Bobby's One Hit Wonders: Volume 12: Pat Green - "Wave On Wave"
By: Bobby Peacock
The Texas country music scene is a strange beast. So strange that the Billboard Country Update has a separate chart just for Texas artists. But at the same time, it seems extremely insular — despite its history of rowdy male singers singing raw, emotional songs in intimate settings, it never seems to catch on outside its home state. And whenever it does, the artist usually has to adapt by shooting for the mainstream, instead of playing what made them famous.
Case in point: Pat Green. Born in San Antonio, he worked the bar circuit around Lubbock in his formative years. After self-releasing several albums between 1995 and 2000, he signed with Universal's Republic Records out of NY. Green's first chart showings were modest; "Carry On," the highest-peaking single from his first major label album of the same name, reached a mere #35. I remember hearing it on American Country Countdown a few times, and I didn't like it back then — perhaps I was just thrown by how much rowdier it was than what else was on the radio. But it grew on me immensely, with its upbeat carpe diem lyrics such as "grab your world with your own two hands / Let it spin off on a course all your own."
It was only one album later that Green got his lone major hit, "Wave on Wave." With its tightly-plucked guitar, weeping steel, and heavy backing vocals, it seemed to balance Radney Foster-level lyrical smarts with commercial polish, the perfect mix to please fans and program directors alike. The song clearly resonated with its message of a woman being the metaphorical guardian angel to save a lost man. Subtle yet powerful lyrics like "We're all looking for redemption, just afraid to say the name" bolstered the song's message greatly.
But if anything was lacking direction in 2003, it was the music scene. Nearly every male act seemed to be doing something different. Dierks Bentley had just come out with the rootsy "What Was I Thinkin'"; Jeff Bates and Billy Currington made their first bows with sensitive, emotional ballads; Joe Nichols was so neo-trad that he was nearly anachronistic; Toby Keith was well into braggadocio mode with "Beer for My Horses" and "I Love This Bar"; Brad Paisley had just begun to ramp up his wit with "Celebrity" and "Little Moments"; Tim McGraw was vacillating between rockers ("Real Good Man") and quasi-poetic gibberish ("She's My Kind of Rain", "Watch the Wind Blow By"); and George Strait had two of his weakest songs ("Cowboys Like Us" and "Desperately").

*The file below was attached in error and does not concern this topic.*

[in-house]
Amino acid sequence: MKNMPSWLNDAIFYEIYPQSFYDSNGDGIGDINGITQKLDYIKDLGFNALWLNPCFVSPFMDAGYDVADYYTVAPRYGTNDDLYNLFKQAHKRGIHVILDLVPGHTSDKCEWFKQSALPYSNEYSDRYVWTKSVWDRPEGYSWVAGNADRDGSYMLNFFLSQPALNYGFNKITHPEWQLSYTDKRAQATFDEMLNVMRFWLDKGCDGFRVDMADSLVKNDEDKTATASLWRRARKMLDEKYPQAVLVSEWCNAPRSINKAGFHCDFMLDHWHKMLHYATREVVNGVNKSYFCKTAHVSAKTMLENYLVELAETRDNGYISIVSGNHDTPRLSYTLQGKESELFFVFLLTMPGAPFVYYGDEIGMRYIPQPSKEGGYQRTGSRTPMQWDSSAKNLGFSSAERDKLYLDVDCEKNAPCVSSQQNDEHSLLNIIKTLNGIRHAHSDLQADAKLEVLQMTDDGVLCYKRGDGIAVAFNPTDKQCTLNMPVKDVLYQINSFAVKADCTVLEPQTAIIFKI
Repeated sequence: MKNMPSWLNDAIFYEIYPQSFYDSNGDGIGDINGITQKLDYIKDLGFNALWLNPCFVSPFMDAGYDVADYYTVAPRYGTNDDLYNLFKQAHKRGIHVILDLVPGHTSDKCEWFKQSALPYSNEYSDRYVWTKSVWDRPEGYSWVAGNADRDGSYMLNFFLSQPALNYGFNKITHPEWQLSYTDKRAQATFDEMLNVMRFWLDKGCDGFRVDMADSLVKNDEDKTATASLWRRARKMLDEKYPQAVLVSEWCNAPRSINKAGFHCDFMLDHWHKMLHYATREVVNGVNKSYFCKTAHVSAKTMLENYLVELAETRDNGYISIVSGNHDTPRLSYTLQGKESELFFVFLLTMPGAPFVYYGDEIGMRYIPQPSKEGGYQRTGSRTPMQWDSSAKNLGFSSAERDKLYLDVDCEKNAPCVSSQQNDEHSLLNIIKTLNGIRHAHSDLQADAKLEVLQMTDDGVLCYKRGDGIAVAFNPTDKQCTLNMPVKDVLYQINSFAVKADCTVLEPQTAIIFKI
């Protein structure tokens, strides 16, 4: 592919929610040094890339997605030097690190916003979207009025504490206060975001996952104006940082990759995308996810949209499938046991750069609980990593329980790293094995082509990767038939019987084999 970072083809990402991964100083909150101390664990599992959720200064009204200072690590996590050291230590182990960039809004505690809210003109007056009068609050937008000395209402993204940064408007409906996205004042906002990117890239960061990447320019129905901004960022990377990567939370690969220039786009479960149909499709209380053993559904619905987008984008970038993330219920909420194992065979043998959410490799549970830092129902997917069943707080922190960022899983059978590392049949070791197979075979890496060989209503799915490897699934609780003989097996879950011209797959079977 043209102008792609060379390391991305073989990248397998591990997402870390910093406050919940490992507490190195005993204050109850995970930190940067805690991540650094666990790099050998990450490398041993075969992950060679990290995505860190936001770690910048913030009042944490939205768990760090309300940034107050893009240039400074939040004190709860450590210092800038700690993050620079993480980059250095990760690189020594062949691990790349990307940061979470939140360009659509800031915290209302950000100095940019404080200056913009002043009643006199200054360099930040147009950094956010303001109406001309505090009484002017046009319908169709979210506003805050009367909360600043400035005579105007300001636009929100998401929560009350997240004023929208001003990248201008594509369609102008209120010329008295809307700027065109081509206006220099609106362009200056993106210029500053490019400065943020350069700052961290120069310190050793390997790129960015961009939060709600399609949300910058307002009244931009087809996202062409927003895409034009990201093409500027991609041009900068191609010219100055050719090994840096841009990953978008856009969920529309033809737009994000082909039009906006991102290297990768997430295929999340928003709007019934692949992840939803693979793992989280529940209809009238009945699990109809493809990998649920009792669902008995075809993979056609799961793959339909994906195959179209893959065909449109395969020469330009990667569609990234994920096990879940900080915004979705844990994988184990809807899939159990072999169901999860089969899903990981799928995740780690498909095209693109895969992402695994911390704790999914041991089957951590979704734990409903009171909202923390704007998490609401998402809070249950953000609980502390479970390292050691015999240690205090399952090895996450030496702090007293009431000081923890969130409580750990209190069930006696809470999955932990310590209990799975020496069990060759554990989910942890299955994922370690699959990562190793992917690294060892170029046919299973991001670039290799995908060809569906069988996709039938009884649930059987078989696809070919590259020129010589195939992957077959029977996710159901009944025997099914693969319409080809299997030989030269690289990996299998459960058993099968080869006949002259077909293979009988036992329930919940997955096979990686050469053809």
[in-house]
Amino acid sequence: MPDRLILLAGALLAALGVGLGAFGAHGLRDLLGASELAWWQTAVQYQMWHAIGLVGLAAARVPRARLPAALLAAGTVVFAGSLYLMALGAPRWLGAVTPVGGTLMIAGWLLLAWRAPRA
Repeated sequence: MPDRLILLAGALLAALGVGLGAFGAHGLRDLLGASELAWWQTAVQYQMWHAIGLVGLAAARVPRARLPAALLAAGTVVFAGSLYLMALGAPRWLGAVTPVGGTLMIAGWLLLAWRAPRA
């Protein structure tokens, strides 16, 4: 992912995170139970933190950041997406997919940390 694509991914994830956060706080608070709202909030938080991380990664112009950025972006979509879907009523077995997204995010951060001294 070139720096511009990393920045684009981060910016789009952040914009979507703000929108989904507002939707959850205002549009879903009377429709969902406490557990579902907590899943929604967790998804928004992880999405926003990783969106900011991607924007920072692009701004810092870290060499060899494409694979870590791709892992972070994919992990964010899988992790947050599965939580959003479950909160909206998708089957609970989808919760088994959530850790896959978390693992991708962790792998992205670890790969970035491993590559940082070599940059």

Pat followed up with the equally tight "Guy Like Me," which pontificated on love in a similar vein. But it may have been just a little too rootsy and slide guitar-driven — or maybe just a little too sloppy on the enunciation. Whatever the case, he tried again with two standout cuts from his last Universal Republic album. "Don't Break My Heart Again" and "Baby Doll" both made #21, no doubt fueled by huge airplay in Texas, but these still might've been too cereberal to stick. (Where else are you going to hear a line like "She says, 'I still look good for someone half of my real age'"?)
A change to BNA Records in 2006 could've had the potential to re-ignite him, but instead, it found him showing the first signs of desperation. The good-time "Feels Just Like It Should" was far more lightweight than he'd gone before, and while its debut inside the Top 40 suggested a huge hit, it instead limped to #13. Just to prove that he was no sell-out, he tried the emotional memorial to his father in "Dixie Lullaby" and the energy-packed nostalgia song "Way Back Texas," but both just barely made it into the 30s. And it was in 2008 that he seemingly threw in the towel, making his absolute blandest offering yet with the monotonous, overproduced, generic love ballad "Let Me." After that came "Country Star," a snarky song about wanting to break out of the small-potatoes gigs and aim for superstardom — oh, the irony — which was overstuffed with name-drops, including an ill-timed one of Brooks & Dunn. It probably rubbed a few people the wrong way, as it was quickly dropped in favor of "What I'm For." That song, a lazy and pandering "I believe in X, Y, and Z" song in the vein of Eric Church's "Love Your Love the Most," fared no better, and it was back to the indies for Pat Green.
Some one-hit wonders are so because they're in the right place at the right time. Others, like Pat Green, are total flukes. So many Texas acts never seem to hit it big until they sand off all their rough edges (Eli Young Band, I'm looking at you), but Pat Green is just the opposite. His lone big hit was also one of his best lyrics, keeping his singer-songwriter roots fully intact — but neither staying true to his style nor desperately diluting himself in search of a hit (as on the two BNA albums) worked. No matter how you look at it, "Wave on Wave" was a huge, huge fluke, but a killer song that, if only for a short time, showed that Texas and Nashville aren't so far apart after all.